Emma Townshend: 'The Gardener's Book of Colour has inspired me to create a clash'

Garden photographer Andrew Lawson has plenty of suggestions appropriate for tiny plots, such as using cool blues in the background to suggest greater distance, and hot reds up close to pull the eye forward

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The Independent Online

When I got home this evening, the kitchen floor was clear, the washing-up was drying on the draining board, and on the wiped pine table there was one velvety red rose in a glass. I wasn't sure which of these remarkable things to love the most. It had been so rainy and windy I hadn't gone into the garden for a week, and had missed that the roses down the end in the sunny patch were going from bud to flower. Luckily, others were paying attention.

I love a real rose. But I can love roses even from the comfort of my computer: at my desk I've retweeted pictures of several this week, including a spectacular "Constance Spry". Constance's enthused owner, the food writer Debora Robertson (author of the appropriately titled Gifts from the Garden) has managed to convince me I ought to get a "Spry" of my own, succinctly summing up its charms in 140 characters or fewer: "Gorgeous scent, flowers last ages, very undemanding".

Thomas Broom, horticultural manager at Petersham Nurseries, has also been having a June social media love-in with Mrs Spry, this time on Instagram. "Constance Spry" was the very first hybrid devised by world-renowned rose breeder David Austin, but the colour seems to vary according to whose pics you're looking at – Broom's are pale and a perfect knicker colour, Debora's a bit blushier – but for the main it settles as a full pink, somewhere near the tone of Cornish valerian.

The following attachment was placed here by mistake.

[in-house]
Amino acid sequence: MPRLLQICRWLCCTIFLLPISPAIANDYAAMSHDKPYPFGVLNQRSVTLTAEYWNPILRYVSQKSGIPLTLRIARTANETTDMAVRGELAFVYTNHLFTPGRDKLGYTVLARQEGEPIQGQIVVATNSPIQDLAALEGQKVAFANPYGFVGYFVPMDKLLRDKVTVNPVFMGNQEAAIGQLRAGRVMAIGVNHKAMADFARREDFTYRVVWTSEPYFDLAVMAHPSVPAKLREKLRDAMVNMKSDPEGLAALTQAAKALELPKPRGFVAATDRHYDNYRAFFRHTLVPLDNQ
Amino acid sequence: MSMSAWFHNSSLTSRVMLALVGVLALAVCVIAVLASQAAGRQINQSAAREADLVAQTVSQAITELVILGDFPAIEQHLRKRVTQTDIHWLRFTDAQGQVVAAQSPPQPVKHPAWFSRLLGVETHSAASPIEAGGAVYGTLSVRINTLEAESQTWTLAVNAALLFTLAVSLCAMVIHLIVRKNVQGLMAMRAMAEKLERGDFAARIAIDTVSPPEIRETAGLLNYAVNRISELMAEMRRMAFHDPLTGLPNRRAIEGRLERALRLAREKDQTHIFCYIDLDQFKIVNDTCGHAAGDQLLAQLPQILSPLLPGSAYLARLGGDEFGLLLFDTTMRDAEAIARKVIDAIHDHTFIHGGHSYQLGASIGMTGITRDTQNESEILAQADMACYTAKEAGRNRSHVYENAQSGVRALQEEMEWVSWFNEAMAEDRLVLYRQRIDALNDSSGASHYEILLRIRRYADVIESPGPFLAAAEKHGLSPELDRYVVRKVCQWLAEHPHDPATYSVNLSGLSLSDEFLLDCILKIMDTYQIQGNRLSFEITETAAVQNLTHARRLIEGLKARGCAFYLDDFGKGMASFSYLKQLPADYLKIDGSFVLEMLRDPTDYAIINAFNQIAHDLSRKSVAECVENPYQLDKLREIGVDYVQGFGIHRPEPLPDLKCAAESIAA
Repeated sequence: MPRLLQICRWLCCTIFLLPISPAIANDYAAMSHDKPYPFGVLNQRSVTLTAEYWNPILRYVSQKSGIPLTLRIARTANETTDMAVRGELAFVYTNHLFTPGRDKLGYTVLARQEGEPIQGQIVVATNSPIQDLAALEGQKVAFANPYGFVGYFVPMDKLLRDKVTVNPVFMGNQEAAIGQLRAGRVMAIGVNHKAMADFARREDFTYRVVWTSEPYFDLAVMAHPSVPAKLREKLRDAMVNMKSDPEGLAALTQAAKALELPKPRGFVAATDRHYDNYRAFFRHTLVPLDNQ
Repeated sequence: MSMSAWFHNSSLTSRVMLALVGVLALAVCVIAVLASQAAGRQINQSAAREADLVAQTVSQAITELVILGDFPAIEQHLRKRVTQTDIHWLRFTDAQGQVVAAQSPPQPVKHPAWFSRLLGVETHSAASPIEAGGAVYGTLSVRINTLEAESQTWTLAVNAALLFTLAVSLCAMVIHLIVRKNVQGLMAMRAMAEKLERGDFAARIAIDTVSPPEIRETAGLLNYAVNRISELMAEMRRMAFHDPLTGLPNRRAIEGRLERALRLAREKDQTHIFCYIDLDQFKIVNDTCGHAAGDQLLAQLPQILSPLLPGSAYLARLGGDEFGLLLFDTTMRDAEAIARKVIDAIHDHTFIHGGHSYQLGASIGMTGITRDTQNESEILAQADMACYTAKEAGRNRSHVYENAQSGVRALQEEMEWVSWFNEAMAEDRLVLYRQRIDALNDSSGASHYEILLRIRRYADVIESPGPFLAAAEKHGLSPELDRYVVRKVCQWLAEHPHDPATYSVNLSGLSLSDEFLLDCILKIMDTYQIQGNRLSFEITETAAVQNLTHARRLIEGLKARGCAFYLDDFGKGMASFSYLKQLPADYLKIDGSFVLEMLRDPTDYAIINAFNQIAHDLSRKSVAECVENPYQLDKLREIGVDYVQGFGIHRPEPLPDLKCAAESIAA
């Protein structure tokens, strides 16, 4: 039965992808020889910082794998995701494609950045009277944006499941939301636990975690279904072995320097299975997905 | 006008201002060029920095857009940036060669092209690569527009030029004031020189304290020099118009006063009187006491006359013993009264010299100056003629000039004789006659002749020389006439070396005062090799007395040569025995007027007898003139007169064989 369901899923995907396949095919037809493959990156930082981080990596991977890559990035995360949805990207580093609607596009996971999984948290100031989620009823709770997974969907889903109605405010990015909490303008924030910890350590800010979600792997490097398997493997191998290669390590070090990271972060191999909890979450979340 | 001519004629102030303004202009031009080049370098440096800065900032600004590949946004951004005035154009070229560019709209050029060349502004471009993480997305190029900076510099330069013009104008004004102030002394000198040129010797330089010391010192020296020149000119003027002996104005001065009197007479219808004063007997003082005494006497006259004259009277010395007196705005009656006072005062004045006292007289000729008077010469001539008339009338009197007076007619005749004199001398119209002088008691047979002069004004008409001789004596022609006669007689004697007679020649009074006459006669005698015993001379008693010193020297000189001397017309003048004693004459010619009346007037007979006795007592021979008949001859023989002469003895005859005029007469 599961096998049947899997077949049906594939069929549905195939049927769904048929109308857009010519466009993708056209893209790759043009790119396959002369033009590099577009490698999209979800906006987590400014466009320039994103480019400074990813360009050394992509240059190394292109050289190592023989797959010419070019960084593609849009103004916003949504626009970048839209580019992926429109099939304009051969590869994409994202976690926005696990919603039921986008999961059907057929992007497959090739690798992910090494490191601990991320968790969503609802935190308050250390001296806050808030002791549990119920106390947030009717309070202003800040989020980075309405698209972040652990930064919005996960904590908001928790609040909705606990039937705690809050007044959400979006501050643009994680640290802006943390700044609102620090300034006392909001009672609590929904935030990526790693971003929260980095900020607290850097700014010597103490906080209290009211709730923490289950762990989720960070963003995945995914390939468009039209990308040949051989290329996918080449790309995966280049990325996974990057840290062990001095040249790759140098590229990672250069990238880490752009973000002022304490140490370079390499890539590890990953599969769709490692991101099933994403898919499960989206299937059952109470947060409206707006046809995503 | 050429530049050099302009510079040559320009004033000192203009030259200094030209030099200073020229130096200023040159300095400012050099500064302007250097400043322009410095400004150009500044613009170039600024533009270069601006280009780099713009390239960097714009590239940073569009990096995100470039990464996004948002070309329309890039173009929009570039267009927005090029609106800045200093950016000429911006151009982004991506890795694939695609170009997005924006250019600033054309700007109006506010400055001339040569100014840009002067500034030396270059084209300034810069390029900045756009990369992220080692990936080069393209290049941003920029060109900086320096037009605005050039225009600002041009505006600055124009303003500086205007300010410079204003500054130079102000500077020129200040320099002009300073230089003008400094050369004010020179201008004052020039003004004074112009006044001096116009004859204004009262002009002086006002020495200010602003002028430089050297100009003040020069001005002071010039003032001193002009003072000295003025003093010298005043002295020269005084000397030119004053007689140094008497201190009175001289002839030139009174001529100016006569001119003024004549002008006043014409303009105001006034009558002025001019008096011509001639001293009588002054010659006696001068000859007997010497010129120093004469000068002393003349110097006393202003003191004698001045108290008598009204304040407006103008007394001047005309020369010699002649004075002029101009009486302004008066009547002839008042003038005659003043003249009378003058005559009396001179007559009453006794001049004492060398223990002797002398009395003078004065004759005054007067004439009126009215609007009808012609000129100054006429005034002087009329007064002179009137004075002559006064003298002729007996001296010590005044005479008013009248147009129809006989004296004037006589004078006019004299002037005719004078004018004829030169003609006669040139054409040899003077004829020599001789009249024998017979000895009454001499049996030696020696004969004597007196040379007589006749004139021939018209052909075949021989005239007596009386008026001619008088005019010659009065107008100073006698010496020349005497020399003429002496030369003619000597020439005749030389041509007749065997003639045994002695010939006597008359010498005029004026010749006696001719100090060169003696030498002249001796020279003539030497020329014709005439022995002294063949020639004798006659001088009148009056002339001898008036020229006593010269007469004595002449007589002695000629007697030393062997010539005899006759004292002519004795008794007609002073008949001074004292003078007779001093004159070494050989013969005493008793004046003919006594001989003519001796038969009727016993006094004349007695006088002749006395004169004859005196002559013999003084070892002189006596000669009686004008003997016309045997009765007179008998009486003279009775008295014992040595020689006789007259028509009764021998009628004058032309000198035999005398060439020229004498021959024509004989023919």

Colour is a funny thing in the garden. In my rather shady space, pink is a zingy colour that stands forth on a professional basis, drawing me in, lifting my heart. Elsewhere on my street, a friend has only yellow flowers down one side of her backyard hotspot, which seems to amplify the warm June sunshine. Blues can relax us, or hypnotise us; a dot of some other colour in the midst of azure shocks the eye, sometimes leading to absolute delight.


Some elucidation on the subject is offered by Andrew Lawson, one of the world's best garden photographers, who has just reissued his classic The Gardener's Book of Colour (£25, Pimpernel): "Nothing in a garden makes more impact," he begins. "It can stop you in your tracks or beckon you onwards." Demonstrably, Lawson is a writer who understands how physically colour can affect the onlooker.

He has plenty of suggestions appropriate for tiny plots, such as using cool blues in the background to suggest greater distance, and hot reds up close to pull the eye forward, shortening the foreground. He explains that blue and white flowers are visible the latest into the evening, so are good choices for your twilight view.

Arguably the most useful sections of the book, though, are those which take individual colours and list and illustrate varieties. With pinks, for example, Lawson points out that it's best to keep crimson and peachy ones apart, as they dilute each other's effect. But are colour rules there to be broken? Lawson explains that when a cool pink meets a fiery red, "there is a hot-cool reaction which is disturbing". He goes on to warn that with deeper pinks, such as magenta, "this reaction is extreme", resulting in "colour shock" that can be "almost dangerous".

I find myself – generally accepted to be a massive contrarian – deeply drawn to the idea of creating an "almost-dangerous colour shock". In fact, I immediately turn to pages 176-177 to find the advanced instructions for creating just this effect. Where I find a picture of Barbie-pink "Dorothy Perkins" climbing through a ketchup-red Tropaeolum, a terrible clash, which makes me feel unstoppably happy inside. Sheer contrarian colour-shock bliss. And I know just the garden to do it in.

Four more pink roses


Salmon-pink "Albertine" is a perfect partner, says Lawson, for honeysuckle "Belgica" (£12.99, crocus.co.uk) with its brighter pink stamens.


For a glorious pure rose colour and highly fragrant scent, opt for "Zéphirine Drouhin", a thornless climber that continues to repeat-flower.

Deep pink

The "Apothecary" rose, with its old-fashioned feel and flowers, sits well with the deep, intense blue of Anchusa azurea "Loddon Royalist" (£5.99, crocus.co.uk)


Try "William Lobb", suggests Lawson: "Mossy buds that open purple and fade to lavender grey." All roses in this panel, £19.95 from Peter Beales, classicroses.co.uk